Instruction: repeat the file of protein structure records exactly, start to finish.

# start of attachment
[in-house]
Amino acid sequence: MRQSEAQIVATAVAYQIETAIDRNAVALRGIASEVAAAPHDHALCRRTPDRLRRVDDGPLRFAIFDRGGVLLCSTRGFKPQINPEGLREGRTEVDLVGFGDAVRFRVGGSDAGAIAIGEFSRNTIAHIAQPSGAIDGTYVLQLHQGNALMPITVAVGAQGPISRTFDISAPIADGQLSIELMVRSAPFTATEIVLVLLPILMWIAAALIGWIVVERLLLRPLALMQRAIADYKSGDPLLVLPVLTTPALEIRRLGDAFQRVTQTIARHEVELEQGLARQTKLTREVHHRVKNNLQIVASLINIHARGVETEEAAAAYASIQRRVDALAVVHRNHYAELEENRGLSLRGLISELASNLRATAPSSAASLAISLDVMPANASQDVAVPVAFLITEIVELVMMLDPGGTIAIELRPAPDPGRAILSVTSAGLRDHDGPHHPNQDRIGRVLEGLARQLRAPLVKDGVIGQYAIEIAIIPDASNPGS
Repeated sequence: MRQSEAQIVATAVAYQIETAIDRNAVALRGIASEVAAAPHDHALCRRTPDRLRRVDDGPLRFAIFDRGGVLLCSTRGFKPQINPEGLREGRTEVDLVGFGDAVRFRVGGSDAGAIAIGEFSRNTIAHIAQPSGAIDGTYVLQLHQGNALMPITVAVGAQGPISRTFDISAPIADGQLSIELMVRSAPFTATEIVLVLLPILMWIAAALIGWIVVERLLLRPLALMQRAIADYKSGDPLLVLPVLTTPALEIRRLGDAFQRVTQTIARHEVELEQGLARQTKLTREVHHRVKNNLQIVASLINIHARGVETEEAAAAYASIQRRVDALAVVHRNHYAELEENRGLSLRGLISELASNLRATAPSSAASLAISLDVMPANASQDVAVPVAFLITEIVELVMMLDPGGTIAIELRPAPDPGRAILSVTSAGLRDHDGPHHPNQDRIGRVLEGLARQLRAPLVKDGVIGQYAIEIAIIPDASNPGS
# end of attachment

[in-house]
Amino acid sequence: MRQSEAQIVATAVAYQIETAIDRNAVALRGIASEVAAAPHDHALCRRTPDRLRRVDDGPLRFAIFDRGGVLLCSTRGFKPQINPEGLREGRTEVDLVGFGDAVRFRVGGSDAGAIAIGEFSRNTIAHIAQPSGAIDGTYVLQLHQGNALMPITVAVGAQGPISRTFDISAPIADGQLSIELMVRSAPFTATEIVLVLLPILMWIAAALIGWIVVERLLLRPLALMQRAIADYKSGDPLLVLPVLTTPALEIRRLGDAFQRVTQTIARHEVELEQGLARQTKLTREVHHRVKNNLQIVASLINIHARGVETEEAAAAYASIQRRVDALAVVHRNHYAELEENRGLSLRGLISELASNLRATAPSSAASLAISLDVMPANASQDVAVPVAFLITEIVELVMMLDPGGTIAIELRPAPDPGRAILSVTSAGLRDHDGPHHPNQDRIGRVLEGLARQLRAPLVKDGVIGQYAIEIAIIPDASNPGS
Repeated sequence: MRQSEAQIVATAVAYQIETAIDRNAVALRGIASEVAAAPHDHALCRRTPDRLRRVDDGPLRFAIFDRGGVLLCSTRGFKPQINPEGLREGRTEVDLVGFGDAVRFRVGGSDAGAIAIGEFSRNTIAHIAQPSGAIDGTYVLQLHQGNALMPITVAVGAQGPISRTFDISAPIADGQLSIELMVRSAPFTATEIVLVLLPILMWIAAALIGWIVVERLLLRPLALMQRAIADYKSGDPLLVLPVLTTPALEIRRLGDAFQRVTQTIARHEVELEQGLARQTKLTREVHHRVKNNLQIVASLINIHARGVETEEAAAAYASIQRRVDALAVVHRNHYAELEENRGLSLRGLISELASNLRATAPSSAASLAISLDVMPANASQDVAVPVAFLITEIVELVMMLDPGGTIAIELRPAPDPGRAILSVTSAGLRDHDGPHHPNQDRIGRVLEGLARQLRAPLVKDGVIGQYAIEIAIIPDASNPGS